Lane said he doesn’t go to Haven for Hope for shelter or handouts.
“They’ve got too many drugs down there,” he said. “There aren’t too many of us who do go down there.”
On that Tuesday evening in April, Cheever was performing her weekly ritual of handing out food to those in need. She prepares the food in her commercial grade food truck, the Chow Train, packs the food in Health Department approved catering equipment, drives with the food to Maverick Park in her pickup truck, and disperses the food to the poor and homeless.
When she arrived to the park, she saw the usual bicycle cops she sees every Tuesday, but this time the four cops weren’t their usual friendly selves.
“I always see them every Tuesday and we wave and sometimes they come over and we chat about the menu,” Cheever said. “(On April 7) they looked pretty glum and I said, ‘Is there a problem?’ And they said, ‘Yeah, the problem is you.'”
One police officer told Cheever she was breaking the law because she was serving food from her pickup truck instead of from the Chow Train. Cheever told the officer he was infringing upon her religious freedom, and even tried to hand him a printed copy of both the Texas and national Religious Freedom Restoration Act. He refused both.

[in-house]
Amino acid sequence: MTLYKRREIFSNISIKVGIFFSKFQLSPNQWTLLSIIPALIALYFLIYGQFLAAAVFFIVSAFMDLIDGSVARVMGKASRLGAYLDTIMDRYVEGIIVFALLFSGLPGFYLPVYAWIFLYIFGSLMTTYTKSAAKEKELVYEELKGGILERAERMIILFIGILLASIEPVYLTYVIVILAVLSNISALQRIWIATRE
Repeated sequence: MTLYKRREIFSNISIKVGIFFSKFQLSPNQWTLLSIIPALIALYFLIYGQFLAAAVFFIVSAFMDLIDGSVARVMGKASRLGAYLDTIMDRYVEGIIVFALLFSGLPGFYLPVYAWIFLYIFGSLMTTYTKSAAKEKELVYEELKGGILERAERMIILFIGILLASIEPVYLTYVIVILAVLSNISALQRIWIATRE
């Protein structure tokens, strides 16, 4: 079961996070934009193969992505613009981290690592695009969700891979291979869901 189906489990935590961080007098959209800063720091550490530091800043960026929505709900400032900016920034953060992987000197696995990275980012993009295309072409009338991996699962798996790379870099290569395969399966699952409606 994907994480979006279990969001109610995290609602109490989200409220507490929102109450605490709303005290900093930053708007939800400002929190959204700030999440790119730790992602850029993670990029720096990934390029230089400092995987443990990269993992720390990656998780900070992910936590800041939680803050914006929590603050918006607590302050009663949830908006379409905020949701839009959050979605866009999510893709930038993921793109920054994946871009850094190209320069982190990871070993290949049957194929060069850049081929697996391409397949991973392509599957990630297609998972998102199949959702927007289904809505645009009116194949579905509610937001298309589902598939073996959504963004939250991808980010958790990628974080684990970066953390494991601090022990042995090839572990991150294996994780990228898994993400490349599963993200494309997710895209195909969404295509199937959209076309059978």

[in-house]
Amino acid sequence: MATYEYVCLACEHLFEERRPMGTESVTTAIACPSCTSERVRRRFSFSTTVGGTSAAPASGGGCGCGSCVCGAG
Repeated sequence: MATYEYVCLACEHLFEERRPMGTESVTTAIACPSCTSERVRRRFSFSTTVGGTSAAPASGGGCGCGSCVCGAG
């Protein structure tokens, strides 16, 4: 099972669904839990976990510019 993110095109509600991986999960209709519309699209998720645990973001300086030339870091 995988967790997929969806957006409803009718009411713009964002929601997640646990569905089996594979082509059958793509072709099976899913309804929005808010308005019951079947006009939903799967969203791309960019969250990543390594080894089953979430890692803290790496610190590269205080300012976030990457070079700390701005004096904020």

Cheever recalled the officer saying, “Lady if you want to pray, go to Church.”
“I said, ‘Officer this is how I pray. I pray while I cook, I pray while I serve, and this is my prayer,'” Cheever said.
So, Cheever bantered with the police for some time to ensure that the 45 people at Maverick Park that night didn’t go home hungry.
“(The officer) said I was lucky that they weren’t stopping me and I thanked him for that,” Cheever said, who has vowed to fight the citation.
Cheever said she started the Chow Truck to teach her children about compassion.
“I’m not a criminal,” she said.
*Featured/top image: A volunteer passes out free cups of soup in Maverick Park. Photo by Scott Ball.